Glossary of Juvenile Justice Terms

Terms in bold type are defined in the glossary.

Age of juvenile jurisdiction: The ages at which a youth is included in the juvenile justice system. Currently, children under the age of 18 are under jurisdiction of the juvenile court.

Commitment: Placement of a child in the custody (for delinquent children) or guardianship (for neglected, dependent, or uncared for children) of the DCF by an order of the court.

Delinquency referral: A complaint received in Juvenile Court alleging that a child has violated any federal or state law, or municipal or local ordinance, other than an ordinance regulating behavior of a child related to FWSN, or any order of the Superior Court or condition of probation ordered by the court.

Erasure: A procedure in both FWSN and delinquency referrals, whereby a juvenile can get the complaint removed from his record if the court fails to get an admission of responsibility from the juvenile, or fails to get an adjudication or conviction.

Disposition: The juvenile justice system’s version of a court sentence (a judge decides the disposition at a special hearing).

Diversion: An action that keeps a child or youth from entering the court system. Police officers may decide not to arrest a juvenile for an offense, and instead the youth is referred to JRBs, YSBs or JPOs in order to assess the youth’s needs and provide appropriate services. Diverted cases are usually handled informally (non-judicially), though a JPO may recommend judicial handling based on the JPO’s assessment of the offense and the youth’s past history.

FWSN: Families with Service Needs – families with a child under the age of 16 who has committed a status offense, e.g., behaviors that are only “illegal” due to the age of the child (e.g., running away from home without just cause, being beyond the control of parents or guardians, engaging in “immoral or indecent conduct,” truancy from school or continuously defiant of school regulations, or 13-15 years old and engaging in sexual intercourse with a person within 2 years of his/her age).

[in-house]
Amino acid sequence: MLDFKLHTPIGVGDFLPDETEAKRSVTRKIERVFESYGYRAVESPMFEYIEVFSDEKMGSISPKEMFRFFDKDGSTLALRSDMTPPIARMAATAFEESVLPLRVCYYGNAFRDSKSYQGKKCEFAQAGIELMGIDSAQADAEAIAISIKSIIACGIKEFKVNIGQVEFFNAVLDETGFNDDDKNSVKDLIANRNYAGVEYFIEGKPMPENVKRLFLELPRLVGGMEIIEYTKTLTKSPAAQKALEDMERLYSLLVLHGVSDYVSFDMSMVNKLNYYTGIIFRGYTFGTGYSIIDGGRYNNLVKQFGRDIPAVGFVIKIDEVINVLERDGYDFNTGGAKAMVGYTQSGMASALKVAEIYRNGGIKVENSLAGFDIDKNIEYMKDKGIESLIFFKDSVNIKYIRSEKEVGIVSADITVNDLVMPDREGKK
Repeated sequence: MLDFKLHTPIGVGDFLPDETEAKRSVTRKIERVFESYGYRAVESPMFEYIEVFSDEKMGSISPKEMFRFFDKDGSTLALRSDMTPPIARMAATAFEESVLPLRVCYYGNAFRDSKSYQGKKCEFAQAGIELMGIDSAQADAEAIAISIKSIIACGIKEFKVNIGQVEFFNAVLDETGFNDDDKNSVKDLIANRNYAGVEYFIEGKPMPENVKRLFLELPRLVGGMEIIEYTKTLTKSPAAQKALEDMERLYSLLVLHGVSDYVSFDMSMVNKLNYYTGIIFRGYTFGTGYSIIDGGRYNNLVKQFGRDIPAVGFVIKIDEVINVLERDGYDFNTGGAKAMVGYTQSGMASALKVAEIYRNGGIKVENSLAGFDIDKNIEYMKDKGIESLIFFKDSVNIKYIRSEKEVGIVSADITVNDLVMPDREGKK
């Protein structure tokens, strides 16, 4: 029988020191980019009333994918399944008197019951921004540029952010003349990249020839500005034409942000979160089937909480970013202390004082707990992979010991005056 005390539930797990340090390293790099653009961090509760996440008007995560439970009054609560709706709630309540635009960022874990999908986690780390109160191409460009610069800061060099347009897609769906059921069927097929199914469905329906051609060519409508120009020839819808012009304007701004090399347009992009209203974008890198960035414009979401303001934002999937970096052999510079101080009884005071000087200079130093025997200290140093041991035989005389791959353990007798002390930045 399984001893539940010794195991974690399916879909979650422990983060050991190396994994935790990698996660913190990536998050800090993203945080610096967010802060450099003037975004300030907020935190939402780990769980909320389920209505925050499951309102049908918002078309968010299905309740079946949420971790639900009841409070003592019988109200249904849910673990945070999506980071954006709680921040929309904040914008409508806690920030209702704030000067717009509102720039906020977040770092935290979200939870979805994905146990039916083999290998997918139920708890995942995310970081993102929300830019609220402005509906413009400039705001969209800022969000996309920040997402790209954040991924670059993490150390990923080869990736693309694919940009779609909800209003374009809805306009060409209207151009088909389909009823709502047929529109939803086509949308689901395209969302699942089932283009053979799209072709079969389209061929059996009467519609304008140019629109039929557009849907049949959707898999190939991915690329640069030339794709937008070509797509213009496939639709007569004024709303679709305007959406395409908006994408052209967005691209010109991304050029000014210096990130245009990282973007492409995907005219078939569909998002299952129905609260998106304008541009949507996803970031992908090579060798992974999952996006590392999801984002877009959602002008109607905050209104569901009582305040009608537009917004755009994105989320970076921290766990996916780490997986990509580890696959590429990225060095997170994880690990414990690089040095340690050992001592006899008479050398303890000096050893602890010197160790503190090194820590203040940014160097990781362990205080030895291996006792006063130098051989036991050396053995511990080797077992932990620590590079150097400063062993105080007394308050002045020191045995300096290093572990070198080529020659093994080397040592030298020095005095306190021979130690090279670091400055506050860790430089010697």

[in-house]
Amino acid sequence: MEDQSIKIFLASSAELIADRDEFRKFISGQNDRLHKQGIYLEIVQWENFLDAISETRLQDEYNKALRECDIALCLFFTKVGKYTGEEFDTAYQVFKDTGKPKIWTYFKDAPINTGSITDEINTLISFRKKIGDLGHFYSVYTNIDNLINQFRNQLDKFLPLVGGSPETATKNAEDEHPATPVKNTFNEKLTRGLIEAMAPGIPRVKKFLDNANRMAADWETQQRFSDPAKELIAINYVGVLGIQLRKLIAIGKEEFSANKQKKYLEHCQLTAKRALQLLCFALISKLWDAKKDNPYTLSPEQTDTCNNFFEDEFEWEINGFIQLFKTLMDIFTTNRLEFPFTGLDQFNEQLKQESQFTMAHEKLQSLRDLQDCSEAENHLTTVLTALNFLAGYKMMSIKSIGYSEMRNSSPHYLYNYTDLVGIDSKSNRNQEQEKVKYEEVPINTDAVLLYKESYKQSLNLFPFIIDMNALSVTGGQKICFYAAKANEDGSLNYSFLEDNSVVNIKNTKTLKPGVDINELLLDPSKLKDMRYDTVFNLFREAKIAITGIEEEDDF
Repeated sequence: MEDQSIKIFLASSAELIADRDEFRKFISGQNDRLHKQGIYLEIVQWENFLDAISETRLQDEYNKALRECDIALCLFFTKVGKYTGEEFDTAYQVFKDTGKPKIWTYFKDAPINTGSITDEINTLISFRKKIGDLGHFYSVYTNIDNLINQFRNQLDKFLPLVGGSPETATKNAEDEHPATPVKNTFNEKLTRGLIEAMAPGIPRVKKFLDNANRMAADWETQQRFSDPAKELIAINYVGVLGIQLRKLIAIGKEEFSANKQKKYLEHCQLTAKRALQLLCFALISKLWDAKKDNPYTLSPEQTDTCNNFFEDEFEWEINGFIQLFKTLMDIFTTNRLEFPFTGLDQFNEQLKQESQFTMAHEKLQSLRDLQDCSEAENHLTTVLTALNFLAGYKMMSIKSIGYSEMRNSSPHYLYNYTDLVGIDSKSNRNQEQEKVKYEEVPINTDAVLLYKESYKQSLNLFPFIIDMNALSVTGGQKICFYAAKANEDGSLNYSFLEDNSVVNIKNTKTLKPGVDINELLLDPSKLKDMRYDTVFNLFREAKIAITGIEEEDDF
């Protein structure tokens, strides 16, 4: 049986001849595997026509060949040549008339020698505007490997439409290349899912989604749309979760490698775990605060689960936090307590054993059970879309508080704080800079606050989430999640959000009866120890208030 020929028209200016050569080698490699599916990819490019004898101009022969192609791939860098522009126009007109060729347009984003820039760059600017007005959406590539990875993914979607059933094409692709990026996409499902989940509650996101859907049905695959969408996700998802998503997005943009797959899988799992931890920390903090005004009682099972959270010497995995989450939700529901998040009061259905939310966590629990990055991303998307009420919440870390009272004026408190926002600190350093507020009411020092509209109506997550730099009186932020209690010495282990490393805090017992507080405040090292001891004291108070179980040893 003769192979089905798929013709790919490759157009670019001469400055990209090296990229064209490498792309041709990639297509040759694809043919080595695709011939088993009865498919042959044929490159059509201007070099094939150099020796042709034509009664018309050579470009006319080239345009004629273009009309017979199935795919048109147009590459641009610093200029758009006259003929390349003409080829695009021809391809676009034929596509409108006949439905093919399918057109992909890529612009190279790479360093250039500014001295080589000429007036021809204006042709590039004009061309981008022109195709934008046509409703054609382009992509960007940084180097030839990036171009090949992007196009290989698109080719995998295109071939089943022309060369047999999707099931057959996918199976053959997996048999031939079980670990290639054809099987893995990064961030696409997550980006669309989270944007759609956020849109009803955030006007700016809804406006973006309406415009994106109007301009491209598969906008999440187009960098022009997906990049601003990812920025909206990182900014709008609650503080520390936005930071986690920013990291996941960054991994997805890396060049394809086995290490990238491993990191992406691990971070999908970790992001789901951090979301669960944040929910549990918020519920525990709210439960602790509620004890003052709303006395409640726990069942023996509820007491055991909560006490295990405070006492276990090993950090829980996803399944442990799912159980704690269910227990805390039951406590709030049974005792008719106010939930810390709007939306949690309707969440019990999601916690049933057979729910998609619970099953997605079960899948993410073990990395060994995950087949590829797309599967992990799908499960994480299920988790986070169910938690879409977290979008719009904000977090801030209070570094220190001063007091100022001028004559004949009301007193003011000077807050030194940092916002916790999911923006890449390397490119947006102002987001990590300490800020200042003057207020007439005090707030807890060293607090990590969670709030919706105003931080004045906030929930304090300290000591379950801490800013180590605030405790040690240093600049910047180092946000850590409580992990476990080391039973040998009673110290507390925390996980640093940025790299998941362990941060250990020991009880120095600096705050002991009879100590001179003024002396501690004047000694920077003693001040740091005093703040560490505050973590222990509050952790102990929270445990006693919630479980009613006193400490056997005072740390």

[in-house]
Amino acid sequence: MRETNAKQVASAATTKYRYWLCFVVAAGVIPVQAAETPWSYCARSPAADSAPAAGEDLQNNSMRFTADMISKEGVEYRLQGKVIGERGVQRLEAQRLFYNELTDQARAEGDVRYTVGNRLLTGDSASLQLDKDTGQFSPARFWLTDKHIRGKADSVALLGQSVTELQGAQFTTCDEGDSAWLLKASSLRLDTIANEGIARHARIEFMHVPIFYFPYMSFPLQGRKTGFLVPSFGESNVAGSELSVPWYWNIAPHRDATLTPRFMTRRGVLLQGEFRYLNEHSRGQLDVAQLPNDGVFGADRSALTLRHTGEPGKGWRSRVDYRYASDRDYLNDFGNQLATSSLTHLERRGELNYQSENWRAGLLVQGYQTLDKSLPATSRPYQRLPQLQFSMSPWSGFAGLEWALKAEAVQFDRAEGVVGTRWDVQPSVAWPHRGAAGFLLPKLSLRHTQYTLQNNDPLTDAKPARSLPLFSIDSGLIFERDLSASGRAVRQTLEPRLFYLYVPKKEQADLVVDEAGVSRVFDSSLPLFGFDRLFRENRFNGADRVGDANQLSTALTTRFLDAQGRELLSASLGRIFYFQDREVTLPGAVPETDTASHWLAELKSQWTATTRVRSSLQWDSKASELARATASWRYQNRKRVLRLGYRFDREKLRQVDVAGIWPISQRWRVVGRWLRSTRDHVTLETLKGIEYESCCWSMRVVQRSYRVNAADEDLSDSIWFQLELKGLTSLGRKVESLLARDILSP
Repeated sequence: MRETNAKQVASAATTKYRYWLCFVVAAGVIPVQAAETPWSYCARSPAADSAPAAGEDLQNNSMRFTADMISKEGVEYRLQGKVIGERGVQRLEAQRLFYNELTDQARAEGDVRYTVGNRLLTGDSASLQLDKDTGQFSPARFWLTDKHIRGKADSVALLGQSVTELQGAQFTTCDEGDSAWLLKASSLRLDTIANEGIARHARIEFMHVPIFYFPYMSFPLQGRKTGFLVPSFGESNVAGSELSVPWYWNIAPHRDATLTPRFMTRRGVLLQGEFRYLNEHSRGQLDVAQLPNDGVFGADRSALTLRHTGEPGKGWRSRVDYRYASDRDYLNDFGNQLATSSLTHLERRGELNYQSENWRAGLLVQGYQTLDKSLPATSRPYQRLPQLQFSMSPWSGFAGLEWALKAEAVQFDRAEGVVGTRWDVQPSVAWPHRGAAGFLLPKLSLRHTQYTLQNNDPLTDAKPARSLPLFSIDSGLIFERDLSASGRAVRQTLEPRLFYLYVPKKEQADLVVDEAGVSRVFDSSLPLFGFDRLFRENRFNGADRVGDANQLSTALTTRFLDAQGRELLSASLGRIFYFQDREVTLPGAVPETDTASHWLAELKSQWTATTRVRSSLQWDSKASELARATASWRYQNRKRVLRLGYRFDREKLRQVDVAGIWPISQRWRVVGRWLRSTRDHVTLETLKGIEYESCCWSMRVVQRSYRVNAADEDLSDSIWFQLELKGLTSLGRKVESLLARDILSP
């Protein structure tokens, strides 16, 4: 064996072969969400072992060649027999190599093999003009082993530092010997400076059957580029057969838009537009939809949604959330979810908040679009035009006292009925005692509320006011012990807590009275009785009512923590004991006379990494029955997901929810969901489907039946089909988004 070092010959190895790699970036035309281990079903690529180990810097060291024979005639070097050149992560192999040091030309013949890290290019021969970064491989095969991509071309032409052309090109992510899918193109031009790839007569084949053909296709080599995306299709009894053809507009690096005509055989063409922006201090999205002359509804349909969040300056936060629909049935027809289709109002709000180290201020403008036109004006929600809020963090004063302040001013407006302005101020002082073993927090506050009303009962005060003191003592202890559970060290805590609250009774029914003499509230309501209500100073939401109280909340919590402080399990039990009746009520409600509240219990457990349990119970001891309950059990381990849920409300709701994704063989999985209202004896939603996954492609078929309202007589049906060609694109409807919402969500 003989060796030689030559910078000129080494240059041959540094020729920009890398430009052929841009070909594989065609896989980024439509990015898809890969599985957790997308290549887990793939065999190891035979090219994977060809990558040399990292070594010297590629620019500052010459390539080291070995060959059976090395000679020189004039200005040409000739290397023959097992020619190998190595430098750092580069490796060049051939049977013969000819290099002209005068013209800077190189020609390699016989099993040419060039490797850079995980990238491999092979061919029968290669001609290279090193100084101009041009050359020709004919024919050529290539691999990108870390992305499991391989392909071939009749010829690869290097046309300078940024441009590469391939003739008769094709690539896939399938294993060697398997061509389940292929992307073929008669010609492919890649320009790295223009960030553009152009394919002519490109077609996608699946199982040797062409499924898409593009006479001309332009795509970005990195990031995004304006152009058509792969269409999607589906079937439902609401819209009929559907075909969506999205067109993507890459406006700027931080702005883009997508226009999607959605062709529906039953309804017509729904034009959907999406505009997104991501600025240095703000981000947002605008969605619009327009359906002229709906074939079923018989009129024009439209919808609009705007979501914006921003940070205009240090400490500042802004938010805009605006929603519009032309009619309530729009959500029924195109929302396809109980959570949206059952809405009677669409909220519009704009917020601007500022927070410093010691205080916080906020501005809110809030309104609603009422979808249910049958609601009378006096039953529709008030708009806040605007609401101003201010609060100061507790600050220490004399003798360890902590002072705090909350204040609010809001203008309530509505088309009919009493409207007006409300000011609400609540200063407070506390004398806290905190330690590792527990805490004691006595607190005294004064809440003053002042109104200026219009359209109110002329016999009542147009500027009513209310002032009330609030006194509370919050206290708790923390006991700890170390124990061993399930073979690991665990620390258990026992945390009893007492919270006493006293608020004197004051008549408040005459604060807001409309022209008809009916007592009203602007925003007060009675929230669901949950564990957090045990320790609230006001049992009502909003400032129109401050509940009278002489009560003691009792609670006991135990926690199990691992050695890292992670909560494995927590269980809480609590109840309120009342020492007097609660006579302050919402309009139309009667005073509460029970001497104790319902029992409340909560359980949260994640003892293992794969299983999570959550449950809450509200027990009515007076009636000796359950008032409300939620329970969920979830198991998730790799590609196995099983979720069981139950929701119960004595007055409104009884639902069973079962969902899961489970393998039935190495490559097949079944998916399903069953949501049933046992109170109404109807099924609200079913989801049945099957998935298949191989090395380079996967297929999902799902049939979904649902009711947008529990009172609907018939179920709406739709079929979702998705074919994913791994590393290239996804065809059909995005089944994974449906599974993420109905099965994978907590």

JAG: Juvenile Assessment Generic – A risk/needs assessment instrument that identifies and addresses an offender’s “criminogenic needs,” measures an offender’s “protective factors,” and arrives at an overall score that assesses the offender’s likelihood of recidivating.

JLWOP: Juvenile Life Without Parole – the sentencing of juveniles charged as adults to a term of their life with no chance of parole. In 2015, Connecticut passed legislation ending JLWOP, in compliance with U.S. Supreme Court rulings.

JPO: Juvenile Probation Officer – a professional CSSD employee whose duties include preparing studies for the court and supervising juveniles under the court's jurisdiction.

Manson Youth Institution: A Department of Corrections facility. It houses male offenders ranging in age from 14 to 21, including boys who are tried and sentenced as adults.

Mediation: A process in which people in a conflict situation meet with a trained impartial person – a mediator. The mediator helps both sides listen to each other and, without deciding who is right or wrong, assists the participants in reaching their own agreement.

Non-judicial supervision: A disposition that, with the agreement of all parties, allows the assigned JPO (rather than a judge) to supervise the juvenile (outside of the court process) for a period up to 180 days.

Probation: The disposition in a delinquency case where a juvenile is convicted and placed under the supervision of a JPO for a specific period of time and subject to specific conditions, as determined by the assigned JPO.

Prosecutor: Also called the State’s Attorney, an attorney representing the state’s interests who charges the child and tries the child’s case in court, opposite the child’s attorney.